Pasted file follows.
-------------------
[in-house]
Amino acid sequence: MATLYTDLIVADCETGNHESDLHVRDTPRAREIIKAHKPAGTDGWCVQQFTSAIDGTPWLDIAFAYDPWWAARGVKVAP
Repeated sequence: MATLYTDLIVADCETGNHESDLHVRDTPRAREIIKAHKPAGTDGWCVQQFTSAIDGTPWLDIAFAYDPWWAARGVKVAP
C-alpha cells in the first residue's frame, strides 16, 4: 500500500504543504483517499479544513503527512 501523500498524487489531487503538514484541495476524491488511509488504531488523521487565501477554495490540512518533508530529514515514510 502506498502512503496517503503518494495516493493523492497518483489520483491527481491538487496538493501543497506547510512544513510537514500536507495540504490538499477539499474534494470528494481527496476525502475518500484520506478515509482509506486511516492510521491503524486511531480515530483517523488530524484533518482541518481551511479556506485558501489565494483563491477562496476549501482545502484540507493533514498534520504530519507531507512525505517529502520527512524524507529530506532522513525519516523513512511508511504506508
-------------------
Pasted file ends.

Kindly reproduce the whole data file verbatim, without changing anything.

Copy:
[in-house]
Amino acid sequence: MATLYTDLIVADCETGNHESDLHVRDTPRAREIIKAHKPAGTDGWCVQQFTSAIDGTPWLDIAFAYDPWWAARGVKVAP
Repeated sequence: MATLYTDLIVADCETGNHESDLHVRDTPRAREIIKAHKPAGTDGWCVQQFTSAIDGTPWLDIAFAYDPWWAARGVKVAP
C-alpha cells in the first residue's frame, strides 16, 4: 500500500504543504483517499479544513503527512 501523500498524487489531487503538514484541495476524491488511509488504531488523521487565501477554495490540512518533508530529514515514510 502506498502512503496517503503518494495516493493523492497518483489520483491527481491538487496538493501543497506547510512544513510537514500536507495540504490538499477539499474534494470528494481527496476525502475518500484520506478515509482509506486511516492510521491503524486511531480515530483517523488530524484533518482541518481551511479556506485558501489565494483563491477562496476549501482545502484540507493533514498534520504530519507531507512525505517529502520527512524524507529530506532522513525519516523513512511508511504506508